20 Sept 1915
My dear Father
The letter that I said had not arrived came at last by the same post as one written by Mother just a week later. I am grateful to May for having taken the trouble to copy Baldwin’s letter in full and also Mr King’s. I assume that there was another letter of Baldwin’s containing the reference to Boo’s journey to fetch him in. Good Boo! History nowhere relates that our family has hitherto produced warriors: we seem to have been men of peace all the time. Now that we have at last started it is only right that the job should be done with characteristic thoroughness – characteristic of Boo at all events.
He has not taken long to get back to his battalion; but I hardly expect he will be with them long. If Professor Baker wants him he will probably get him. Junior regimental officers can easily be spared if they are wanted for special duties for which they have particular qualifications.
I thought that I was going to enjoy a quiet evening writing some of the many letters that I owe. But our lines are full of noisy men of the Battalion who are back here for a few days. They have been paid today and are not the less noisy for that. The result is that I can’t hear myself think, and I shall have to make this letter a short one.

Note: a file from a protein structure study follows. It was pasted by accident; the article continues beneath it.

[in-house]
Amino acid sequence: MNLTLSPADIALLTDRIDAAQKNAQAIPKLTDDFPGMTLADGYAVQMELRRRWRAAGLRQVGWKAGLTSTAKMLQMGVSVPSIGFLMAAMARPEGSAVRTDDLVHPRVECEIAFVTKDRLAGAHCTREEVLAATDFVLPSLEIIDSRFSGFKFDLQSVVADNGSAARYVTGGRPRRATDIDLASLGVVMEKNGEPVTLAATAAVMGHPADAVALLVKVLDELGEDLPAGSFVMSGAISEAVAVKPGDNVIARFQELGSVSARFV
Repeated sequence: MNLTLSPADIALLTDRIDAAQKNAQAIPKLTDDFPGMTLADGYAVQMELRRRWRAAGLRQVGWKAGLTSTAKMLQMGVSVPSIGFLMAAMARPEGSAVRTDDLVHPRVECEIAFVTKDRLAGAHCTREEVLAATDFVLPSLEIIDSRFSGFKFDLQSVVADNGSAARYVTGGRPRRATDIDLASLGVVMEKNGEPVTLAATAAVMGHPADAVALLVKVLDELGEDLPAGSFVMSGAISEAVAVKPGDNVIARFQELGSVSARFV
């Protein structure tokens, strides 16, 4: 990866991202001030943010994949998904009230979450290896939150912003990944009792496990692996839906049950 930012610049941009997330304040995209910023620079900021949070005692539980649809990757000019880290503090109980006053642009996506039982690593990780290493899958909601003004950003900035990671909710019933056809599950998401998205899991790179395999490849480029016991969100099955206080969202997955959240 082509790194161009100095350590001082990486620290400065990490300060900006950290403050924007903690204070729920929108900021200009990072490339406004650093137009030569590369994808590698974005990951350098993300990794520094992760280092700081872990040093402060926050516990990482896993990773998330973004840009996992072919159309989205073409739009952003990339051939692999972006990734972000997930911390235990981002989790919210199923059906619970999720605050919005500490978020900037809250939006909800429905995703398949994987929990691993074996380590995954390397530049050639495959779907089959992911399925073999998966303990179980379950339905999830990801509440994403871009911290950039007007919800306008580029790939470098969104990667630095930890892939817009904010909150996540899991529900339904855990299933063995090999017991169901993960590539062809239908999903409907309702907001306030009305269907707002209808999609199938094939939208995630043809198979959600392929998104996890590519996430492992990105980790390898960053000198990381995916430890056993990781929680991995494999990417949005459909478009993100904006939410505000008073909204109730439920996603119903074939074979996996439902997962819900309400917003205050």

Glad to hear that the fruit has panned out so well this year. Some compensation at all events, for the effect of the war on business. I shall welcome a few more apples; they have not yet come, but parcels sent through the MFO take about a fortnight en route.
By the way, our official address has now been shortened and any addition delays things. Put only Transport Section, 15th Battalion London Regiment, Civil Service Rifles, BEF.
If a certain liveliness occurs out here I will try and send fairly frequent word of myself, though it may very likely be by FS postcard rather than by letter.
Love to all from